The Thief and the Sanyasi
Once upon a time, there lived a Sanyasi in a Matha. His name was Dev Sharma. He was a learned man. Many people used to visit him for his valuable preachings and advices on important matters. They presented valuables and money to Dev Sharma. After sometime, Dev Sharma became very rich. The wealth he had amassed, became a great source of worry for him. He had to guard his wealth with great care. He always kept the money – bag under his armpit and never parted with it.
Once a thief whose name was Ashadhbhuti, came to know of Sanyasi’s wealth. He made a plan to steal it. And in order to materialise his plan Ashadhbhuti approached Dev Sharma and expressed his desire to become his disciple.
“Om Namaha Shivaya”, said Ashadhbhuti. “Gurudev, I’m tired of this worldly pleasure. Please accept me as one of your disciples and teach me the way to attain ‘Moksha’.”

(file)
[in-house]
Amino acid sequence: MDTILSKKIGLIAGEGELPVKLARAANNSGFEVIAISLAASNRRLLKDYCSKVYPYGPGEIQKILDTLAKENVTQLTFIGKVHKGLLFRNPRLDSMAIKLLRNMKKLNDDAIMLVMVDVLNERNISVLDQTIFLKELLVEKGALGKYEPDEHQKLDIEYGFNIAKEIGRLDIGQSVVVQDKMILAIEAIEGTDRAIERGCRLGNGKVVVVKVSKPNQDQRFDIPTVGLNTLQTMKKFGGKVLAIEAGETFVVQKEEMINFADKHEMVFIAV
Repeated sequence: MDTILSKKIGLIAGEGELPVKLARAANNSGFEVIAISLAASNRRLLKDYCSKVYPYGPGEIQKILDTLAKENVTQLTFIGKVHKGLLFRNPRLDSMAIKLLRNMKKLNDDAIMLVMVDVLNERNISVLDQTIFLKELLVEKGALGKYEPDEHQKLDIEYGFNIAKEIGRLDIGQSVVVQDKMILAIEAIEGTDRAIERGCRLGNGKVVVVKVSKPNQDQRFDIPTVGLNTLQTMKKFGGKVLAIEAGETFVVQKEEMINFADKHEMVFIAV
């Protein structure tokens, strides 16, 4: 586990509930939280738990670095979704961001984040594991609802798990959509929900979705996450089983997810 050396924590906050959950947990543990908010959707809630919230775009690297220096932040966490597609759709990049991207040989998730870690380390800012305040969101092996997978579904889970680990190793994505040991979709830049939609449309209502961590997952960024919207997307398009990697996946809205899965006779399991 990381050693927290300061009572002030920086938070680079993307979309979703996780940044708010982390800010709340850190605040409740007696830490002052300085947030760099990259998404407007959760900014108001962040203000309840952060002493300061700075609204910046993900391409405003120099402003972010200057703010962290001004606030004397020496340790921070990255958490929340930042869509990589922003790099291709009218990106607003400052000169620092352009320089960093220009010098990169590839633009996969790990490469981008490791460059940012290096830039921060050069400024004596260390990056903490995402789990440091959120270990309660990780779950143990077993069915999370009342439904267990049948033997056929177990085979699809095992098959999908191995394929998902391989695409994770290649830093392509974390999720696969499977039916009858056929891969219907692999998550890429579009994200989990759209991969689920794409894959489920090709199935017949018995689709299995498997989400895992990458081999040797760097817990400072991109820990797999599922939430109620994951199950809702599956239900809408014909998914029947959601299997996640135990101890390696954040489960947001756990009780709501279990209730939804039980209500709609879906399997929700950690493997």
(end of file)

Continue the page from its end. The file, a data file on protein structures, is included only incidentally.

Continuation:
“My child”, said the Sanyasi, “I’m pleased with your words.” The Sanyasi then performed some rituals to make Ashadhbhuti his disciple.
Now Ashadhbhuti messaged his Guru’s hands and feet and waited upon him to wangle his affection and favour. But the Sanyasi didn’t seem to fully trust Ashadhbhuti, because he never allowed him to enter the Matha at night. He also never parted with his money – bag. This was disappointing for Ashadhbhuti. But he didn’t give up.
One day, the Sanyasi was invited to a nearby village to perform ceremony of sacred thread at one of his disciple’s house.
The Sanyasi took the thief along with him. On the way, they came across a river. There Sanyasi folded his money – bag in his robe and said to his disciple, “Ashadhbhuti, look after this bag very carefully while I take my bath in the river.”
After sometime, the Sanyasi returned having finished his holy bath. But Ashadhbhuti was not to be found there. Only his robe was lying on the ground. He quickly checked for the money – bag, but there was no money – bag in the robe. He began to cry, “I’ve been robbed”. He swooned and fell on to the ground.
When he regained his conciousness, he became very sad and returned to his Matha – an unhappy and dejected man.
Moral:- Wealth may sometimes prove a source of all troubles.